"You can't imagine how hard they found it to design an alphabet for the blind. People couldn't grasp that letter symbols can be anything you want. A pencil could be 'a,' a hairpin 'b' and so on. In the end, they had to have blind people invent the alphabet."
For someone as deeply involved in language and letters as Harris, herself a printer, this discovery led to speculation on the relation of language and thought, Gutenberg and cattle brands, the new technology that has freed us from the type block and allows letters to swirl and curve and balloon. Getting people to think about these notions takes a lot more than a row of labeled Braille samples in a case. Time Trials
How does a major exhibit happen?
Margaret Klapthor started talking about a George Washington show in 1970. The museum, she reminded her colleagues in the military history department, is rich in Washingtoniana, having been given a quarter of Mount Vernon's furnishings--chairs and tables, silver, glassware, china, pots and pans--by an heir, and much more on loan. It was scattered among various exhibits.
But the project lost out to the Nation of Nations show. She tried again six years ago, and again in 1978. This time it moved ahead. Approval came from "Upstairs," meaning the museum hierarchy, and finally from "Across the Mall," the universal euphemism for Smithsonian Secretary Dillon S. Ripley.
"It was cranked into the budget, and by '81 things looked good," says Klapthor, who is now curator of the political history division. "All this time I'd been working on the concept, estimating costs, square footage, the site and so forth. We began making overtures to Mount Vernon and other museums for stuff. Everything takes a long time here."
Note: As a measure of her farsightedness, she took on a museum studies graduate, Howard Morrison, as her understudy, in case her arthritis should sideline her far down the road.
"You start with object lists. See what's available and where it would fit into the show. You figure what you want to say and how to say it."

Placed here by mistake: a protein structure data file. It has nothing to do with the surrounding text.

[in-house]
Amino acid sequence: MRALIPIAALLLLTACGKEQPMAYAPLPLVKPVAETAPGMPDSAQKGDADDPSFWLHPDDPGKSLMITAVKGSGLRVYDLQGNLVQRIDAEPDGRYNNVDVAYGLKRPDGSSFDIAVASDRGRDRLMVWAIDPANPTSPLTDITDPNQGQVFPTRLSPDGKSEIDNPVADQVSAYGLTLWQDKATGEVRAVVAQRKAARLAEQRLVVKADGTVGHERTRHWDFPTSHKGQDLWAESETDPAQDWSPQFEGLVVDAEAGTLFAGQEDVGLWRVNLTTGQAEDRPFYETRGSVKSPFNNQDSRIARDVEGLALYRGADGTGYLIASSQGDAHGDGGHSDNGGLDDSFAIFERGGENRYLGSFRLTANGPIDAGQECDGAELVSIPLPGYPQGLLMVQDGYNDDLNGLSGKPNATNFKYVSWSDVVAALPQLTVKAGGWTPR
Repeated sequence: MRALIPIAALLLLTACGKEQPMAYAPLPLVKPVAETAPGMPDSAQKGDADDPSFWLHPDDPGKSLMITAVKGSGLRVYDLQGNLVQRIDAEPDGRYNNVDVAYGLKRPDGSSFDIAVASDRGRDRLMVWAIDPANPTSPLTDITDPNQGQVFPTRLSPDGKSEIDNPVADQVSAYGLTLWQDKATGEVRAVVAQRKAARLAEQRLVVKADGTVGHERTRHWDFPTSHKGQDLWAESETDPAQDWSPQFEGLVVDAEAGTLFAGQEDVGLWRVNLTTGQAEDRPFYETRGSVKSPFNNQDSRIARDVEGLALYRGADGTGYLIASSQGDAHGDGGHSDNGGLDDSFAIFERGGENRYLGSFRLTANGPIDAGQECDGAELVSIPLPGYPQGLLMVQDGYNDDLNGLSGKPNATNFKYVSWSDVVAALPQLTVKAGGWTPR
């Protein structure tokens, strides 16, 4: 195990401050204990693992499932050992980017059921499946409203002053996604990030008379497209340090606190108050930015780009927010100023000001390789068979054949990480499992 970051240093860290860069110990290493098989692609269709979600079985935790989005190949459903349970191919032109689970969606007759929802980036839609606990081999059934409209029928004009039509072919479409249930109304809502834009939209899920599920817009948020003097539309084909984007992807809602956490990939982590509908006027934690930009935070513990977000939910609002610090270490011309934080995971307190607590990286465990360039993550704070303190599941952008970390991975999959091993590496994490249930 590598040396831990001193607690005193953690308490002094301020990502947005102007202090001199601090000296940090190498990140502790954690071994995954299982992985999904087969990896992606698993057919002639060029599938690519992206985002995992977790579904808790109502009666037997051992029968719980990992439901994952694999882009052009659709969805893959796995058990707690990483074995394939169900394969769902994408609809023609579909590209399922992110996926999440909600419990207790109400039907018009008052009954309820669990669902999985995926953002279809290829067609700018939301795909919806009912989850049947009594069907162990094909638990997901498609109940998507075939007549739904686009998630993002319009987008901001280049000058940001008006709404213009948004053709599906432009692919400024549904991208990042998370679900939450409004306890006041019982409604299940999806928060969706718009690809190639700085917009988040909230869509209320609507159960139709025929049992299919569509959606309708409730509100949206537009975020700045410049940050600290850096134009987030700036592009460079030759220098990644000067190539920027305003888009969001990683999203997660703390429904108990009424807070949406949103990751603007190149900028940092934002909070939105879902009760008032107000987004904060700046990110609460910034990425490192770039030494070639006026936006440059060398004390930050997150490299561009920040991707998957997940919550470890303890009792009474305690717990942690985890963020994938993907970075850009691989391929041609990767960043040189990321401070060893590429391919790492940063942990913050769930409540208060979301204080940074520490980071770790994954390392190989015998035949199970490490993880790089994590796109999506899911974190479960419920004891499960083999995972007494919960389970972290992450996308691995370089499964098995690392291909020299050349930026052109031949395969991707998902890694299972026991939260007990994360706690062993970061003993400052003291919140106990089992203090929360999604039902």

The lists, one page per item with photo and dimensions, are the basic tool. From them come the catalogue (this one, funded by United Technology, has 150 color plates and 232 pages) and the script, very much like a TV script, alternating narrative and descriptions of objects, tying it all together.
Construction started in June 1981 after the site had been changed four times. Objects were assembled, and those that needed fixing were sent to the conservation department. Frames and mountings were designed and built. By December things were being moved into the hall. The show was to open in February. Fashion-Plate President
"The fun part is the concept," Klapthor says. "We try to tell historians that objects are great primary history sources. For instance, we studied Washington's orders to England for clothes and furniture, and compared them to what he actually got. He asked for the most fashionable stuff. He was extremely conscious of the English fashions."
Morrison takes up the story. "From this, we focused on his sense of style. We saw that he was deliberately setting a scene for himself. From the diaries and letters we learned that he saw the world as a theater and himself as a figure on the stage who hoped to close each act with applause. It was his life metaphor. It wasn't just a fac,ade but how he organized his whole life."
So the show views Washington in terms of act and scene, in stages, as he played the part of gentleman squire (modeled on his neighbors the Fairfaxes), general (modeled on British generals he had met in the French and Indian War) and finally president. There was no precedent here, so he moved very cautiously, planning with great deliberation which functions he would attend, what he would wear, how he would act so as to appear a leader but never a king.
"Read?" Morrison laughs. "We read everything. The biographies, the five-volume diary, thousands of letters."
In the end, they used 75 percent of the materials available, 657 objects. The object lists filled eight thick volumes. Seventy-five lenders provided 220 of the objects.
It is a long way from concept to concrete. A solid year before the show opened, Nadya Makovenyi, the exhibit designer, got word of the project. Working from a one-page rough draft of the script and some object lists, she started making her plans.
"Everything was going on at once," she says. "You're refining it all this time, you're getting a better feel for the objects and their relationships. After the final location is decided, the load comes onto the design department. I hire an assistant, get the object lists, the dimensions, figure whether to use a case or put something on the wall. Now I get an expanded script from Margaret, more labels, a better idea of the form. I do a floor plan and maybe a scale model to see how the spaces work together. Meanwhile I've been thinking about molding designs, frames, floors."
There were 8,500 square feet to play with. The give and take between departments was constant: Klapthor wanted a whole set of side chairs, wound up with one. For the colors, Mount Vernon had to be consulted. Finally, Makovenyi turned the show over to the production people.
"We've developed this system over the last 20 years," she says. "It works."
Next January it will all be taken down.
By then, 5 million people will have seen the George Washington show. Some will have trudged right past it, some will have learned from it, some will have been changed by it.
"This museum is a can opener to American history," says Roger Kennedy.